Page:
‘Day of Silence’ should be day to speak up

One gay teen writes about what it's like to "be in the closet."

Editor’s Note: This article was previously published in the 2014 April edition of  The Lancer Spirit.


Every day is a ‘Day of Silence’ for the kids who are being ‘supported’ by this event. Why glorify one day of the year when the other 364 are the exact same? Being quiet is the absolutely most ineffective thing in the world. ”

— Andrew Collins, Class of 2014

Being gay, it may seem odd—even homophobic of me—to think the “Day of Silence” is beyond useless, and in a way, almost insulting. But the word “homophobic” is not a word I would call myself for having this thought.

Now imagine someone straight saying that about the “Day of Silence.” I am fairly certain that “homophobic” would be thrown around quite quickly. However, as thankful as I am that the odd ones out are now the anti-gay people, it’s time to step back and think about what we’re saying.

Disagreeing with the “Day of Silence” doesn’t necessarily make someone homophobic if they have good intentions.

I understand perfectly that those who partake in the silence have their hearts in the right place, but there are more effective ways to go about showing support for LGBT students.

For the straight allies who were silent for a day, it is understandable that you wouldn’t be able to place yourself in the shoes of a non-straight student; however, I can explain what it’s like to be in the closet.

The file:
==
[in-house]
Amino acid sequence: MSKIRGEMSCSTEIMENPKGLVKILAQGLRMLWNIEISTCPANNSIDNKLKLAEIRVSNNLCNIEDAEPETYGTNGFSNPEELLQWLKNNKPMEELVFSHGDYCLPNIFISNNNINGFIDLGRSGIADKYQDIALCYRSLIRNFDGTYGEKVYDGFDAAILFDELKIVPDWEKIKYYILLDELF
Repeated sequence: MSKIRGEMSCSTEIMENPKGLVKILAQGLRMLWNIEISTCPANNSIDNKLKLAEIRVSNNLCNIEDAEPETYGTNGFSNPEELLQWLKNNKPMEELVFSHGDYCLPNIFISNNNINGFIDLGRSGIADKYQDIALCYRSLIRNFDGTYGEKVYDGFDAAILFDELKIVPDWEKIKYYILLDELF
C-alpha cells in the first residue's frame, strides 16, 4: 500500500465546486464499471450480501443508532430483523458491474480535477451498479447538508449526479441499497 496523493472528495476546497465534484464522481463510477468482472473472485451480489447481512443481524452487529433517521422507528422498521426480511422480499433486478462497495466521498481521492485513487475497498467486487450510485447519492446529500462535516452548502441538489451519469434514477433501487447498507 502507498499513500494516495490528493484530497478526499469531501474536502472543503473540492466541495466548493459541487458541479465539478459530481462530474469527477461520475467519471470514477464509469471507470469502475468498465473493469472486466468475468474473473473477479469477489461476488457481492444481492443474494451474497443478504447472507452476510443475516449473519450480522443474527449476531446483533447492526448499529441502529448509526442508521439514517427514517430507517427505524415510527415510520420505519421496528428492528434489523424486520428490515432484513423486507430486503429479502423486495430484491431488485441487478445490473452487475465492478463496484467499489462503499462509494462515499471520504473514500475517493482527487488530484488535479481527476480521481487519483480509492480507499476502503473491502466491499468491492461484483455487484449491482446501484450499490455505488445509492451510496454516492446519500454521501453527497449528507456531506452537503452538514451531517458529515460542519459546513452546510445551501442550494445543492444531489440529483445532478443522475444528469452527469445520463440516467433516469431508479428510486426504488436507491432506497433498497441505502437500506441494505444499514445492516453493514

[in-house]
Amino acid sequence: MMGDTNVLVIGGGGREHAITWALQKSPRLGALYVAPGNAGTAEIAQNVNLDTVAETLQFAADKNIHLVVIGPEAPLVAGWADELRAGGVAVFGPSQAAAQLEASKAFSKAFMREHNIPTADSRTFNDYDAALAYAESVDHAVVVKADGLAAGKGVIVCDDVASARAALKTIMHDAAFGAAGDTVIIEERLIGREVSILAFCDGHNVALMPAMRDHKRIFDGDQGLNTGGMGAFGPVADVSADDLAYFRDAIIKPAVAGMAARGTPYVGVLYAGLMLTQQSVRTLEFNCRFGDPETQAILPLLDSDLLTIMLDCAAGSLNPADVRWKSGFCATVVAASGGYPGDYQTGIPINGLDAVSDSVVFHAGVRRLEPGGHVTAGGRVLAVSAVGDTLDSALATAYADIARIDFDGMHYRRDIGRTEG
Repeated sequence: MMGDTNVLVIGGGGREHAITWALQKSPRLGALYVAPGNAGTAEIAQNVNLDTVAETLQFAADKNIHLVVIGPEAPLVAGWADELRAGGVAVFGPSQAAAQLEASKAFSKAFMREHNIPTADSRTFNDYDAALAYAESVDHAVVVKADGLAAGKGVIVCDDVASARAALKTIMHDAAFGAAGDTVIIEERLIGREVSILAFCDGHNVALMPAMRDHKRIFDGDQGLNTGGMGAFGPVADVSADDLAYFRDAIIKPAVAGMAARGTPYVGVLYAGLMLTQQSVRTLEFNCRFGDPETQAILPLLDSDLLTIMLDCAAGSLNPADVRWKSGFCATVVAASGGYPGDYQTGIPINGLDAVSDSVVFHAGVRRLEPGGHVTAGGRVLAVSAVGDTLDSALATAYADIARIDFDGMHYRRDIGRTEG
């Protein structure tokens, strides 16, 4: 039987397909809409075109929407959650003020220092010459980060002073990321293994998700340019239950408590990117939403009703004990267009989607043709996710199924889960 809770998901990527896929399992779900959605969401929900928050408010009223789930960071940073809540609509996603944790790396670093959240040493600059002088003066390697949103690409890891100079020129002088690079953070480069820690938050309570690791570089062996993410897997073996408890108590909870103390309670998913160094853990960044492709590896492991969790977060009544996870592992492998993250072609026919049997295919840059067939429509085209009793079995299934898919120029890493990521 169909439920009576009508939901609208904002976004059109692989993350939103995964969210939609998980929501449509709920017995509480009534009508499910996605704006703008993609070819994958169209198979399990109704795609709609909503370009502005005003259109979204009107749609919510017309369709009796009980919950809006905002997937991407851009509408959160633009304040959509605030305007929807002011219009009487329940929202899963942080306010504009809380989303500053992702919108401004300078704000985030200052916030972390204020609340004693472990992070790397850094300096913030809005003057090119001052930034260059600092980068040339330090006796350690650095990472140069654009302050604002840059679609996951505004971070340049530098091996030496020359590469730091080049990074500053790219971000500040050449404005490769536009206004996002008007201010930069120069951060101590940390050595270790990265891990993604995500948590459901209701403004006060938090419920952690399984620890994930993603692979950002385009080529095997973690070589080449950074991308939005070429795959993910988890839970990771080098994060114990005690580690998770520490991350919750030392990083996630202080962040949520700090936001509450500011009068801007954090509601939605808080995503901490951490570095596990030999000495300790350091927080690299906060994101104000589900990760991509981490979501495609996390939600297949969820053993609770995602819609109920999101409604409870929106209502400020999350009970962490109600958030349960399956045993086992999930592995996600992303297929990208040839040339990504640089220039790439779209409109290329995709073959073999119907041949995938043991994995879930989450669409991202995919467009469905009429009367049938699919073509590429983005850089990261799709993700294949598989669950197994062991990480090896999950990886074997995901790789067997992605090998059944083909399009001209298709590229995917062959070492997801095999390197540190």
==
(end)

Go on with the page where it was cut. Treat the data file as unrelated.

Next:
You wake up in bed, open your eyes and for the first few moments of being half-asleep, you feel ready to take on anything. However, before you even get out of bed, you put on your “straight mask.”

It seems heavier than when you had it on yesterday, and even yesterday it felt heavier and thicker than the day before. It’s getting so thick, that to see out of it seems like looking down a long tunnel with a clear view of the outside world all the way at the end.

But every day it’s just a bit farther away.
You get to school, go to your friends and joke around and talk with them like normal, saying things like “no homo,” “that’s pretty gay,” and “fag.”

Each word makes the mask feel just a bit heavier, thickening it further. You carry on the day with it getting bigger until finally you crawl into bed, exhausted, and take it back off, seeing how it’s grown over the day.

It’s exhausting.

There’s enough silence in the lives of those struggling with being somewhere on the LGBT-spectrum. Why would the kids in the closet, wishing they had a voice, want their “supporters” with the ability to scream, to keep quiet, zipping their mouths shut, locking away whatever help they can truly offer?

When anyone said homophobic slurs back when I still wore my “straight mask,” do you think the first thing I wanted to hear was silence from the rest of the class?


Their silence was actually a nod of acceptance to what was just said, so I remained silent too, wishing deep down someone would just
say something to show everyone that those slurs are not okay.

Every day is a “Day of Silence” for the kids who are being “supported” by this event. Why glorify one day of the year when the other 364 are the exact same? Being quiet is the absolutely most ineffective thing in the world.

Revolutions and progress do not start with a group of people shutting their mouths.

If you want to help, call out the person who just said something homophobic, attend actual events where the goal is to support LGBT rights and think for yourself about what is being said, not about who said it.

The “Day of Silence” is like taking a step forward on a treadmill. I mean, you definitely took a step forward, but you didn’t move at all.

This goes out to you, whoever you are, wearing your heavy mask, suffering in the silence you know all too well.

Just don’t forget that when you finally do take the mask off, the world is a hell of a lot brighter than what it’s been for you while behind it.


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